Jose Bartoli was a Spanish painter whom Frida met on one of her many trips to New York City. They had a secret three-year affair from 1946 to 1949 that was primarily conducted through letter-writing. Their relationship developed an iconic, public status when their letters were put up for auction in 2015 by his family. In one of her letters addressed to Bartloi, Kahlo wrote: “Last night I felt as if many wings caressed me all over as if your fingertips had mouths that kissed my skin”. According to Kahlo’s primary biographer, Hayden Herrera, she believes Kahlo “would have left [Diego Rivera] in order to live with Bartoli” and her love for Bartoli was “passionate, carnal, tender and maternal”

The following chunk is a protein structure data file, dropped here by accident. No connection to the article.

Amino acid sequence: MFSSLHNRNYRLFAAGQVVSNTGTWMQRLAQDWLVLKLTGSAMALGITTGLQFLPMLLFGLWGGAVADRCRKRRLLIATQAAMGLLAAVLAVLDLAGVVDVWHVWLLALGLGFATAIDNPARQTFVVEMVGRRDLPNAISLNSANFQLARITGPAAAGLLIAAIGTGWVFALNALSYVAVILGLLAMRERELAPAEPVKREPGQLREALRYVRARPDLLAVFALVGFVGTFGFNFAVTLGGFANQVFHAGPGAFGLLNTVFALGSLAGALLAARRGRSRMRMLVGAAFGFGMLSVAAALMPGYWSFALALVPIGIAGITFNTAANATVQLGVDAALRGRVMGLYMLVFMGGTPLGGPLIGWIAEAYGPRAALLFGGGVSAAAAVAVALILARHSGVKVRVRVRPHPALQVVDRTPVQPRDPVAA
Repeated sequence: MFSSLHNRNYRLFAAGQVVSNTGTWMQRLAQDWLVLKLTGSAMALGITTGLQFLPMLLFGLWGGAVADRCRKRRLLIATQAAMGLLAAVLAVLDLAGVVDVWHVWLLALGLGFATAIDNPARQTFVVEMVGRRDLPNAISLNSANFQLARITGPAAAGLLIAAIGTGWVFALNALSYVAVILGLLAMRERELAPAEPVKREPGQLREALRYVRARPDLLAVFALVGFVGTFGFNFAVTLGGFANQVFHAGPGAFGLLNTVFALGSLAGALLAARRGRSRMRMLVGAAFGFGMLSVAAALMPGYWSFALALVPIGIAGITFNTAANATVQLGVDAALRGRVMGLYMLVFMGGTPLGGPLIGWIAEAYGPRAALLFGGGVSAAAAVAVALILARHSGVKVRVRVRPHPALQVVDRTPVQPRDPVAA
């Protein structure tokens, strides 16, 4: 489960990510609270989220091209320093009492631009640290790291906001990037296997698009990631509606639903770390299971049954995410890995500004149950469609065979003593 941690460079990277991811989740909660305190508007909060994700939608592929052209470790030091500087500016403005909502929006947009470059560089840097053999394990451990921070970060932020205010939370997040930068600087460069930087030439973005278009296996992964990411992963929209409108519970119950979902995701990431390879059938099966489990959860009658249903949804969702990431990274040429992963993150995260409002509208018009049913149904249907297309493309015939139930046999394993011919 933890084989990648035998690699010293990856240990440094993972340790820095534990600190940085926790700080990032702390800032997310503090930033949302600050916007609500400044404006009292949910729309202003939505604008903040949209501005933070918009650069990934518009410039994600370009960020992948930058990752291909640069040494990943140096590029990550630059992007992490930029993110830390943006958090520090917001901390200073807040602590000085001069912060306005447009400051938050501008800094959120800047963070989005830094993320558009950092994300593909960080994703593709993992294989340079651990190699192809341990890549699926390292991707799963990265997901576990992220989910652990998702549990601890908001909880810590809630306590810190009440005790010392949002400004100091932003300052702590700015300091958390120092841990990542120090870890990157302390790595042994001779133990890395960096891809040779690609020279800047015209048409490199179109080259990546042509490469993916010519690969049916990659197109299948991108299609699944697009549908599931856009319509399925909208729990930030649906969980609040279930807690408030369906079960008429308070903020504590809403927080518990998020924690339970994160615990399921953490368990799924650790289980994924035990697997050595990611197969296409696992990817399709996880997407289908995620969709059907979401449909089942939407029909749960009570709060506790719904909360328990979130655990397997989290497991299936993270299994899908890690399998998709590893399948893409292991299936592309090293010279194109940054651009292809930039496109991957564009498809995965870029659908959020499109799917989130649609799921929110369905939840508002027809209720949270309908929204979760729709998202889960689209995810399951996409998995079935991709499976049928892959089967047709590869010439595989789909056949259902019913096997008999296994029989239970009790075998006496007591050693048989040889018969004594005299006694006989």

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Salma Hayek Says Those Who Are Skeptical About Her Marriage To French Billionaire Are “Showing Racism”

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Salma Hayek Says Those Who Are Skeptical About Her Marriage To French Billionaire Are “Showing Racism”

If you’re out here making judgements about Salma Hayek and her billionaire husband François-Henri Pinault, here’s a tip: don’t.

In an interview with Town & Country, the Mexican actress suggested that skepticism around her romance is a sign of bigotry.

“A lot of people are very shocked that I married who I married,” Hayek, 52, said. “And some people are even intimidated now by me. But it’s another way of showing racism. They can’t believe this Mexican ended up in the life that she has, and they’re uncomfortable around me.”

@salmahayek / Instagram